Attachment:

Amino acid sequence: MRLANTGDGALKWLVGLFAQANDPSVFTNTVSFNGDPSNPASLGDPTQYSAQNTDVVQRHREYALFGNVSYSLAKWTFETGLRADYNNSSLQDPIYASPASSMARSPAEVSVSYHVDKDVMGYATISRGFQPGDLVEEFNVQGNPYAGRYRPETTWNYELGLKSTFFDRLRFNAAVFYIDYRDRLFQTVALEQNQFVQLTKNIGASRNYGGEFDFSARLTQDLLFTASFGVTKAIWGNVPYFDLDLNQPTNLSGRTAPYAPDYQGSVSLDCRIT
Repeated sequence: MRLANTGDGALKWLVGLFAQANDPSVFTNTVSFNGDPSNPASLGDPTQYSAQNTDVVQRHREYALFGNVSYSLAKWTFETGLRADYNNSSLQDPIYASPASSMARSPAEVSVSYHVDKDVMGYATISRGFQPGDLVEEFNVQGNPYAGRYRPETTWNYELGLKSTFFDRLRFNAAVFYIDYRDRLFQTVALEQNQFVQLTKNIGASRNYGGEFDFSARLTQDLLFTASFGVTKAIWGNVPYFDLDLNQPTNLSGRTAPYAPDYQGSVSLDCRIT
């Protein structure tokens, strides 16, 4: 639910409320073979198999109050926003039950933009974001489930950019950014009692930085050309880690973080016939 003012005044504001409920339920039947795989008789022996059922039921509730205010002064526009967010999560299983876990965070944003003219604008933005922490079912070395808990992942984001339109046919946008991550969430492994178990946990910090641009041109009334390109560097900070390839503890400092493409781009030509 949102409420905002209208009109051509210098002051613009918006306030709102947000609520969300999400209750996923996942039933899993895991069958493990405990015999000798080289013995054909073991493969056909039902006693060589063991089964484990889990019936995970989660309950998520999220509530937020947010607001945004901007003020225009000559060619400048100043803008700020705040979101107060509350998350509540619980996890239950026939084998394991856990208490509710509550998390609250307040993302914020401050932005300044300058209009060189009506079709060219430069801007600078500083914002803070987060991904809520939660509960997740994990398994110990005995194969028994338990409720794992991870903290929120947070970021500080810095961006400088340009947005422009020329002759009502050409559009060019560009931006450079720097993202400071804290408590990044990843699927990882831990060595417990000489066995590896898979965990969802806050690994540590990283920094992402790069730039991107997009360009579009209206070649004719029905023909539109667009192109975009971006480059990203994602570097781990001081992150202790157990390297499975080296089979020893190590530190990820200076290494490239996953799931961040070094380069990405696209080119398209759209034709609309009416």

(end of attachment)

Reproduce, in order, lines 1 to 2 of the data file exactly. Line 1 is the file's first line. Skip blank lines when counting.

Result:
Amino acid sequence: MRLANTGDGALKWLVGLFAQANDPSVFTNTVSFNGDPSNPASLGDPTQYSAQNTDVVQRHREYALFGNVSYSLAKWTFETGLRADYNNSSLQDPIYASPASSMARSPAEVSVSYHVDKDVMGYATISRGFQPGDLVEEFNVQGNPYAGRYRPETTWNYELGLKSTFFDRLRFNAAVFYIDYRDRLFQTVALEQNQFVQLTKNIGASRNYGGEFDFSARLTQDLLFTASFGVTKAIWGNVPYFDLDLNQPTNLSGRTAPYAPDYQGSVSLDCRIT
Repeated sequence: MRLANTGDGALKWLVGLFAQANDPSVFTNTVSFNGDPSNPASLGDPTQYSAQNTDVVQRHREYALFGNVSYSLAKWTFETGLRADYNNSSLQDPIYASPASSMARSPAEVSVSYHVDKDVMGYATISRGFQPGDLVEEFNVQGNPYAGRYRPETTWNYELGLKSTFFDRLRFNAAVFYIDYRDRLFQTVALEQNQFVQLTKNIGASRNYGGEFDFSARLTQDLLFTASFGVTKAIWGNVPYFDLDLNQPTNLSGRTAPYAPDYQGSVSLDCRIT